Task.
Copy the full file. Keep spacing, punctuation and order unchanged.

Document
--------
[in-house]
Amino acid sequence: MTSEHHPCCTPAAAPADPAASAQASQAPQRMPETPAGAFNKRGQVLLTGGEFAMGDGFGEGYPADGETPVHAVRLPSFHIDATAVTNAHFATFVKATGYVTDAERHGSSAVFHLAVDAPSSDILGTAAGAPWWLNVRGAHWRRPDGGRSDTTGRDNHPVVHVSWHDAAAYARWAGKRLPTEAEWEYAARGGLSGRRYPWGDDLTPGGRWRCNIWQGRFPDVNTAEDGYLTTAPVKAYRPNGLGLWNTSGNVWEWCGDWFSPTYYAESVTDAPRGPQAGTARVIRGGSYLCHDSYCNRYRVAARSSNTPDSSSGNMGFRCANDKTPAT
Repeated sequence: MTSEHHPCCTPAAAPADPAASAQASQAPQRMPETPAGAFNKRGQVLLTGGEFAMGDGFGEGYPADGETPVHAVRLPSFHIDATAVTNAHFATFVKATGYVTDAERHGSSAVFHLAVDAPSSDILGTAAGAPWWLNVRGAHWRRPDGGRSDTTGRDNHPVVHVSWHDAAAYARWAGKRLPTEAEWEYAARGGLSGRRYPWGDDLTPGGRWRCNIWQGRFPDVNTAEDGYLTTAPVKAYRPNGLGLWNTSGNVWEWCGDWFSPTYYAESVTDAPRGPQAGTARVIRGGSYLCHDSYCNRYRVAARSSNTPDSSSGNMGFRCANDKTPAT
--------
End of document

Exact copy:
[in-house]
Amino acid sequence: MTSEHHPCCTPAAAPADPAASAQASQAPQRMPETPAGAFNKRGQVLLTGGEFAMGDGFGEGYPADGETPVHAVRLPSFHIDATAVTNAHFATFVKATGYVTDAERHGSSAVFHLAVDAPSSDILGTAAGAPWWLNVRGAHWRRPDGGRSDTTGRDNHPVVHVSWHDAAAYARWAGKRLPTEAEWEYAARGGLSGRRYPWGDDLTPGGRWRCNIWQGRFPDVNTAEDGYLTTAPVKAYRPNGLGLWNTSGNVWEWCGDWFSPTYYAESVTDAPRGPQAGTARVIRGGSYLCHDSYCNRYRVAARSSNTPDSSSGNMGFRCANDKTPAT
Repeated sequence: MTSEHHPCCTPAAAPADPAASAQASQAPQRMPETPAGAFNKRGQVLLTGGEFAMGDGFGEGYPADGETPVHAVRLPSFHIDATAVTNAHFATFVKATGYVTDAERHGSSAVFHLAVDAPSSDILGTAAGAPWWLNVRGAHWRRPDGGRSDTTGRDNHPVVHVSWHDAAAYARWAGKRLPTEAEWEYAARGGLSGRRYPWGDDLTPGGRWRCNIWQGRFPDVNTAEDGYLTTAPVKAYRPNGLGLWNTSGNVWEWCGDWFSPTYYAESVTDAPRGPQAGTARVIRGGSYLCHDSYCNRYRVAARSSNTPDSSSGNMGFRCANDKTPAT